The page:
Previously secret ‘alternative’ Mueller report becomes public

The report focuses on the work of what was known within Mueller’s office as “Team M,” a group of investigators and prosecutors focused on the ties between Trump campaign chairman Paul Manafort, and businessmen and politicians friendly to Russia.

The report details contacts between Manafort, his longtime campaign aide and business partner Rick Gates and pro-Russian businessmen. He argues that Manafort, who worked for Trump’s campaign without pay, expected his financial situation to improve because of his ties to a possible Trump administration.

Mueller’s prosecutors say in the report that Manafort and Gates worked closely during the period with a Russian-Ukrainian political adviser who the FBI said had close ties to Russian intelligence, Konstantin Kilimnik.

After the US election, the men reportedly discussed via email the possibility of getting Trump to offer “a very minor ‘wink’ (or nudge)” that could kick off a peace process in Ukraine with Manafort as US Special Representative. Manafort and Kilimnik were then involved in a poll on a peace plan that “Manafort recognized as a back door way for Russia to gain control of eastern Ukraine,” the report said.

A senior deputy to Special Counsel Robert Mueller, Andrew Weissmann, revealed in a book published in 2020 that the team he led had prepared a summary of all their work – apparently including details not contained in the final report that Mueller has submitted and which the Department of Justice made public in 2019.

“At least for posterity, I had all the [team] members…wrote an internal report memorizing everything we found, our findings, and the limitations of the investigation, and provided it to the other team leaders and kept it for our files,” Weissmann wrote. in his book, “Where the Law Stops: Inside the Mueller Investigation.”

At a jury trial in Virginia in 2018 on charges brought by Mueller’s office, Manafort was found guilty of eight crimes, including filing false tax returns and bank fraud. A mistrial was declared on 10 other counts after jurors split 11-1 in favor of a conviction on those counts.

As a second trial neared for Manafort in Washington on other charges brought by Mueller’s team, the longtime political consultant and lobbyist agreed to plead guilty to conspiracy and obstruction of justice. In the plea agreement, he admitted his guilt to all the charges against him.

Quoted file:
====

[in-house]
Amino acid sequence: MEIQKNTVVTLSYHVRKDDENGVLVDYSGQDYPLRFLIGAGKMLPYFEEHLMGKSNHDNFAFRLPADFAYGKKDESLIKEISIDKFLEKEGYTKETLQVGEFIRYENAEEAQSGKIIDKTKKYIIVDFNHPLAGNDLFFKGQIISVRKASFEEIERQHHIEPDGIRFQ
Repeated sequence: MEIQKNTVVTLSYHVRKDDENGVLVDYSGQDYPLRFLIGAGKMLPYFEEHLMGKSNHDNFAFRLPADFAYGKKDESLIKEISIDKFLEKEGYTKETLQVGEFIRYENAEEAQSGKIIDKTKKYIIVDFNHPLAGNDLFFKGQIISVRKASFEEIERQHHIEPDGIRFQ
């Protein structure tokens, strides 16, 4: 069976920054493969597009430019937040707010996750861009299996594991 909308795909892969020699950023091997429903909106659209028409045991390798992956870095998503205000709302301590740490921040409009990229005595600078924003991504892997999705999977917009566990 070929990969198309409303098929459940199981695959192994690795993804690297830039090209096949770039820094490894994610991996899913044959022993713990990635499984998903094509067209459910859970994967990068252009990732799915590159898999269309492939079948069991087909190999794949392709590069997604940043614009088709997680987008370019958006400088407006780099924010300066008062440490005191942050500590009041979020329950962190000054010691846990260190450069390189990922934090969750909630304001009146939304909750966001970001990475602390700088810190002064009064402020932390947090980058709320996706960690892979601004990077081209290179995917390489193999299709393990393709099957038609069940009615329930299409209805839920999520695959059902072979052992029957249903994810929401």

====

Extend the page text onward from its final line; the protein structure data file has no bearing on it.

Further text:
Manafort was sentenced to prison terms totaling around seven and a half years, but was sent home after two years in 2020 as part of a series of pandemic-related home releases.

Just before Christmas of that year, Trump granted Manafort a full pardon for the criminal charges. However, last month Florida Department of Justice attorneys filed a civil suit against him seeking around $3 million in allegedly unpaid fines related to his failure to report offshore bank accounts.

Manafort told POLITICO last month that he was again accepting paid clients and offering what he called “general business advice.” Manafort also stressed that he strongly supports Ukraine in its position against the ongoing Russian invasion.

The New York Times requested the so-called shadow Mueller report under the Freedom of Information Act early last year and filed suit in July after the Justice Department failed to do so. published.

In a letter Wednesday to a Manhattan federal judge overseeing the lawsuit, Times attorney David McCraw said the newspaper was still studying the document and considering challenging the redactions.

“The Times has received the Department of Justice production, which it is currently reviewing,” McCraw wrote.

The redacted document released this week says that when the report was prepared, its authors also wrote a “classified appendix.” The status of this classified file is unclear.

Kyle Cheney contributed to this report.

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